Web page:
Cedar Rapids Gazette, July 16, 1974, Page 24

Cedar Rapids Gazette

July 16, 1974

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Issue date: Tuesday, July 16, 1974

Pages available: 48

Previous edition: Monday, July 15, 1974

Next edition: Wednesday, July 17, 1974

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Publication name: Cedar Rapids Gazette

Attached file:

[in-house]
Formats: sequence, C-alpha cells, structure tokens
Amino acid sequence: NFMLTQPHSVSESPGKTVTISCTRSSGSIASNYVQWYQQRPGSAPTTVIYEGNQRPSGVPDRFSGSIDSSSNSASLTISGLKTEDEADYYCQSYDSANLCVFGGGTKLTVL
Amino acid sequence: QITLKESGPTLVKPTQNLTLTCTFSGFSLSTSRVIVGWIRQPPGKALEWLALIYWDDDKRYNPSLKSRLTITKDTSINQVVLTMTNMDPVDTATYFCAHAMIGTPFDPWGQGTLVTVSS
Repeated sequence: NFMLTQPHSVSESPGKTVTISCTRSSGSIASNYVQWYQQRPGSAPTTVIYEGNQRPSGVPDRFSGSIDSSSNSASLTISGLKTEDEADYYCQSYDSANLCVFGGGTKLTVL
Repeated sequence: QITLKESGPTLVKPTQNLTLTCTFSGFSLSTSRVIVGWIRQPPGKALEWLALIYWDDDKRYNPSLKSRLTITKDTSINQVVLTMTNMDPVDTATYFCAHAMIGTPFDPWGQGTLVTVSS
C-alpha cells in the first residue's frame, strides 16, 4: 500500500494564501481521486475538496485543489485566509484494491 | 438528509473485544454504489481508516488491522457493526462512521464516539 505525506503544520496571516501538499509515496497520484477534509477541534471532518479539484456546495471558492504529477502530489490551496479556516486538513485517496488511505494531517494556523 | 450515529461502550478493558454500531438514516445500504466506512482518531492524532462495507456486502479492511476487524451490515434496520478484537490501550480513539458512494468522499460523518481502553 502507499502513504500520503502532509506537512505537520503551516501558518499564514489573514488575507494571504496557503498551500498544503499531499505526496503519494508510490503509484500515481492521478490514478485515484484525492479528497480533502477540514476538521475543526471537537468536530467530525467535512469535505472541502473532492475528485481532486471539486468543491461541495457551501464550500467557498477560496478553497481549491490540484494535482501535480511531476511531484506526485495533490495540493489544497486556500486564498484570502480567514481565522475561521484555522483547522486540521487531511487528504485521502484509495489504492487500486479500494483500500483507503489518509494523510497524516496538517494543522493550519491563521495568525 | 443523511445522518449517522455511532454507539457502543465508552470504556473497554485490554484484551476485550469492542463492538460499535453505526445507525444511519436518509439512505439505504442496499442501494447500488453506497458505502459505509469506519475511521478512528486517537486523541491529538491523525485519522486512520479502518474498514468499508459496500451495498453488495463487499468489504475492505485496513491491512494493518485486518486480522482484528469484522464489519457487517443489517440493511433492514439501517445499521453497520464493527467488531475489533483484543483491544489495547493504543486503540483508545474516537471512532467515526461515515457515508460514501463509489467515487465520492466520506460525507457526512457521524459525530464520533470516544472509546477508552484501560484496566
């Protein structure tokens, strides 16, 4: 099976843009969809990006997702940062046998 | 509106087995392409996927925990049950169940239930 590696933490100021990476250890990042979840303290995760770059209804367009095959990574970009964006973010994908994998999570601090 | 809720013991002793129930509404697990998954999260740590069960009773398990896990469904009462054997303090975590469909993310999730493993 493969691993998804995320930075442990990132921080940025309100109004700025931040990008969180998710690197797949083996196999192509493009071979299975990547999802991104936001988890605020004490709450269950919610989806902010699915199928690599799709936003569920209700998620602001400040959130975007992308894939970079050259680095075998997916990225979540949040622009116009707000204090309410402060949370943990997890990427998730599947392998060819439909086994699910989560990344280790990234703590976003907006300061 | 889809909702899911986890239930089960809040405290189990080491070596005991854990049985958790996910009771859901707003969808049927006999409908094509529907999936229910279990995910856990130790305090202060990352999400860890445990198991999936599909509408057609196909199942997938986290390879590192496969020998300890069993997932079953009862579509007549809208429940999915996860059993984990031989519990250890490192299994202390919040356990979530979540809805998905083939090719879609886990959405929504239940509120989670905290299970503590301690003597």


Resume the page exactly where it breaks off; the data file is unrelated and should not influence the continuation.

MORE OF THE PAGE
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Cedar Rapids Gazette (Newspaper) - July 16, 1974, Cedar Rapids, Iowa 12 The Cedar Rapids Gazette: Tues.. July Iii. 1971Trends Should Be Watched To Pick Growth Stocks Editor s Note: The following is adapted from the book, "How To Make Money in Wall Street" by Louis Rukeyser Rukeyser, formerly a foreign correspondent for the Baltimore Sun and economics editor for ABC-TV News, currently hosts “Wall Street Week", a popular program on public television. The book is published by Doubleday and Co. By Louis Rukeyser Newspaper Enterprise Assn You can get a lively argument going on Wall Street over the question of whether it is now easier or harder than it used to be for the average investor to pick the right stocks. On the one hand, the average man has many advantages that were not available to him in times past. The flow of investment information has never been greater. New laws and regulations protect him against some of the more blatant forms of manipulation that pocked the market's past. On th(> other hand, the search for truly exceptional results may have become more difficult. Perhaps most important. (Third of a series) there is simply much more competition at every level of investing. as the stock market has changed from the private battleground of a comparative few to an authentic marketplace of ♦he millions. Faith in Future often comes simply from keeping your eyes open iii everyday life. Brilliant investing stories have been written by ordinary people who just liked the early Polaroid cameras and decided that a lot of other people might like them too Practically any kind of business or profession offers opportunities for insights into potentially growing fields. The best way to begin is by taking your mind as far as possible from the daily hysteria at Broad Street aud Wall Think big about this country, when* it is going in the world and at home, what changes are affecting its people and the kind of lives they want to live What will life be like iii America five or ll) years from now, what trails will the pursuit of happiness have taken? In the IMHBs. for instance, overwhelming profits were taken in the areas of electronics and military technology. Will the '70s truly become a more peaceful period, in which America c an beal at least some of its swords into plowshares? lf that is your conclusion, it may make you think twice about investing in swordmakers. Similarly, can anyone believe that in the coming decade* any administration is really going to crac k down permanently on the soaring wage rates of the American workman? Not only does this suggest a pressure toward continued price inflation, it also requires that while the growth-minded investor will favor companies whose enlightened labor policies promote internal harmony and stability, he will try to find them in areas where labor is a relatively small portion of the company's total costs. Questionable Category Companies whose labor costs cannot easily be offset or passed on in the form of higher prices often overlap into another questionable category for the years ahead. Mature industries with a high degree of government regulation. Particularly in an era of aroused consumerism, companies in these industries are unlikely to be permitted to grow exceptionally fast. The searc h for growth is also unlikely to take you into Industrie's that are especially vulnerable to foreign competition A similarly jaundiced eye ought to be* cast on any industries whose profits rely heavily on their own activities abroad, especially when these take place iii areas of probably political volatility. But enough of this surly negativism. What are the trends that are more likely to lead us to more positive* investment conclusions? The records can tell us which fields are already growing faster than the* overall economy, but what further projection can you make based on your vision of what America will become over the next decade? Young Adults What is the significance of the fact that the* 25-to-35 years age group will be increasing four times faster than the general population? Will the purchasing power of these young adults go less for the glamor automobiles of the past and more for the intangible satisfactions such as travel? Which industries are poised to benefit from the heightened concern about pollution and ecology? What is the significance of the rising sales of do-it-yourself equipment such as power tools and one-coat latex paint? Will changing lifestyles put more emphasis on such labor-saving devices? Is the liberated woman going to have a smaller c lothing bill? Will she buy as many cosmetics? What kind of recreation will these growing numbers of young Americans be seeking? Don’t be paralyzed by the notion that such broad-gauge assessments can be made only by trained professionals, or that the competition is too intense for an amateur like yourself There is room in the market for all sorts of images of America's future, and there is no guarantee that those that come with the most imposing imprint will necessarily be more accurate than your own. (Next: Analyzing Financial Reports) 'N A generation ago, all you really needed was faith in the future of American industry. You could invest in the major corporations — the so-called blue chips — and. more often than not your results would be excellent. By the 1960s. however, such “buy-the-blue-chips-and-forget-’em” techniques no longer supplied the magic answer for the average investor In I MBB, no chip could have been bluer than US Steel. But the investor who bought its stock that year at the high of $103.50 would have found his stock selling for less than a quarter of that amount by 1971. Contrast that with the performance of investors who were shrewd (or fortunate) enough in 19Hti to invest $1 .(HH) each in Avon Products, International Business Mac hines and Xerox, three stoc ks whose greatness lay not in their past eminence lint in their future potential. What did these stocks have in common? One characteristic was their consistency of earnings increases. Another is that they were leaders iii fast-growing industries. Their sales and earnings grew not only consistently, but faster than the economy at large. This suggests that the* alert individual investor may not be at as great a disadvantage as is sometimes assumed iii locating these supergrowth situations. Some aspects, such as the company’s financial position, may not be immediately apparent. (Solid growth companies tend to be aggressive in sales, but conservative in finance, without excessive long-term debt.) Keeping Eyes Open The initial interest in a potentially great stock, however. Statue of Black Leader Unveiled In Washington WASHINGTON (CPI) -Some 20,000 persons attended the unveiling of a bronze statue commemorating Mary McLeod Bethune, a pioneer black educator and human rights advocate. The 17-foot high statue was erected in Lincoln park, several hundred yards from a statue of Abraham Lincoln emancipating a slave. The unveiling on the 99th anniversary of her birth capped a 13-year fund-raising drive by the National Council of Negro Women to raise nearly $500,000 for the project. Born the first free daughter of former slaves. Mrs Bethune founded Bethune-Cookman college in Daytona Beach, Fla., in 1899, later serving as an adviser on racial relations to President Franklin D. Roosevelt. The unveiling ceremonies were attended by Mayor Walter Washington, actress Cicely Tyson, Mrs. Coretta Scott King, and Interior Secretary Morton. The statue was designed by sculptor Robert Berks, w ho has done busts of Lincoln. Martin Luther King and John and Robert Kennedy. They'll Do It Every Time Now You Know Bv United Press Internotionol The South American shrub that produces cashew nuts is closely related to poison ivy, and just as irritating. ON THIS DATE in 1882. David Farragut became the first admiral in the U.S. navy. More stories . . . and more of a story. That s what The Gazette offers you every day. Sports to finance; politics to Hollywood gossip; police news to Home Ec features — our job is to keep you informed and entertained. Where else can you turn for all these stories and features? Only here. The place you always turn . . . when you want to know the whole story . . . about Eastern Iowa and the world. CEDAR RAPIDS ANSWERS TO QUIZ: WORlDSCOPE I returned to power, 2 c, 3 Salyut 3, 4 Henry Jackson; 5 Northern Ireland NEWSNAME Kakuei Tanaka WATCHWORDS l b, 2 e, 3 d, 4-c; 5-a NEWSPtCTURE Montreal SPORTtlGHT I Chris Evert; 2 Jimmy Connors, 3-a, 4 c, 5-World Football teogue Mrs. Richard Keilholtz 1024 18th St. IMW. Mrs. H.L. White 2387 Rompot Street S E. Mrs. Charles Beck Hiawatha, Iowa /WANT AD OFFICE OPEN 8 TO 5 MONDAY THRU FRIDAY. . . UNTIL NOON SATURDAY It doesn't take a whole lot to write an ad. lf you have a pencil and a piece of paper you can jot down the essentials of anything you might have for sale. Then give us a call and let us put it into words that will encourage other people to inquire about what you are advertising. This small start . . . your pencil and paper . . . will turn into something big for you! The calls you will receive should turn into profitable results for you! Decide today about the items you have in your home which could be turned into cash . . . then dial the number listed below to place your ad! It's the start of something big! Gazette Classified Ads Phone 398-8234 JUKE BOX SOLD! AIR CONDITIONER SOLD! MOBILE HOME SOLD! JUM DO* tor SOM* ulus lur or* St lec lion ut records, kl/*) or best otter io?« lath st tr A We hove never hod a problem selling items thru the Gazette want ads. ’’ rn STlNCiMOUSE KiUO Btu air ion droner I veor old SISO HSJ 0>'.6 Gone within an hour after the Gazette came out. Always have good luck.” f-OR SALE IVOV 12*60 J bedroom tarnished, skirted and air Si HSU IV I 1861 fantastic! I v® bad good results, and I mean good results with Gazette want ads.” ;